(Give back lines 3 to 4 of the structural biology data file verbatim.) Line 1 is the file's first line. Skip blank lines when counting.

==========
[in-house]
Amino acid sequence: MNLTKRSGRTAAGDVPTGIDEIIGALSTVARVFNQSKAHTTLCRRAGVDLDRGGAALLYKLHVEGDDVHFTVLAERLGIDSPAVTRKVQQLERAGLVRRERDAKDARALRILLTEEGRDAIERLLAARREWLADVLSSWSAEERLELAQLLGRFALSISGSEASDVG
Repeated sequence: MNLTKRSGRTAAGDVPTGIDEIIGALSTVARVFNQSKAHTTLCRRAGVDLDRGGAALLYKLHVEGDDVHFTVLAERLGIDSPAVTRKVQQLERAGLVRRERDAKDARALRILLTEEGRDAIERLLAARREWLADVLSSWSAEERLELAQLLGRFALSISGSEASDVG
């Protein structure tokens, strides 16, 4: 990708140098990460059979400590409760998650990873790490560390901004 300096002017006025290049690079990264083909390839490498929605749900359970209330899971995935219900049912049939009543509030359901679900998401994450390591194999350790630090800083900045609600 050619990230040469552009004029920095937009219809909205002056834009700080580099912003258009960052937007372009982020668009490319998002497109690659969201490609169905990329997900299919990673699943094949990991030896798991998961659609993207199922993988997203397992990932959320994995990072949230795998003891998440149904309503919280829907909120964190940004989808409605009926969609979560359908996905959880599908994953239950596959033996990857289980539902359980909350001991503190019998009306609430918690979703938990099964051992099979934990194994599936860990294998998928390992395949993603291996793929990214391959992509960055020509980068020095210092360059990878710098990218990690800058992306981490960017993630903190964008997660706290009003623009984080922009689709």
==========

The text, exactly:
Repeated sequence: MNLTKRSGRTAAGDVPTGIDEIIGALSTVARVFNQSKAHTTLCRRAGVDLDRGGAALLYKLHVEGDDVHFTVLAERLGIDSPAVTRKVQQLERAGLVRRERDAKDARALRILLTEEGRDAIERLLAARREWLADVLSSWSAEERLELAQLLGRFALSISGSEASDVG
């Protein structure tokens, strides 16, 4: 990708140098990460059979400590409760998650990873790490560390901004 300096002017006025290049690079990264083909390839490498929605749900359970209330899971995935219900049912049939009543509030359901679900998401994450390591194999350790630090800083900045609600 050619990230040469552009004029920095937009219809909205002056834009700080580099912003258009960052937007372009982020668009490319998002497109690659969201490609169905990329997900299919990673699943094949990991030896798991998961659609993207199922993988997203397992990932959320994995990072949230795998003891998440149904309503919280829907909120964190940004989808409605009926969609979560359908996905959880599908994953239950596959033996990857289980539902359980909350001991503190019998009306609430918690979703938990099964051992099979934990194994599936860990294998998928390992395949993603291996793929990214391959992509960055020509980068020095210092360059990878710098990218990690800058992306981490960017993630903190964008997660706290009003623009984080922009689709």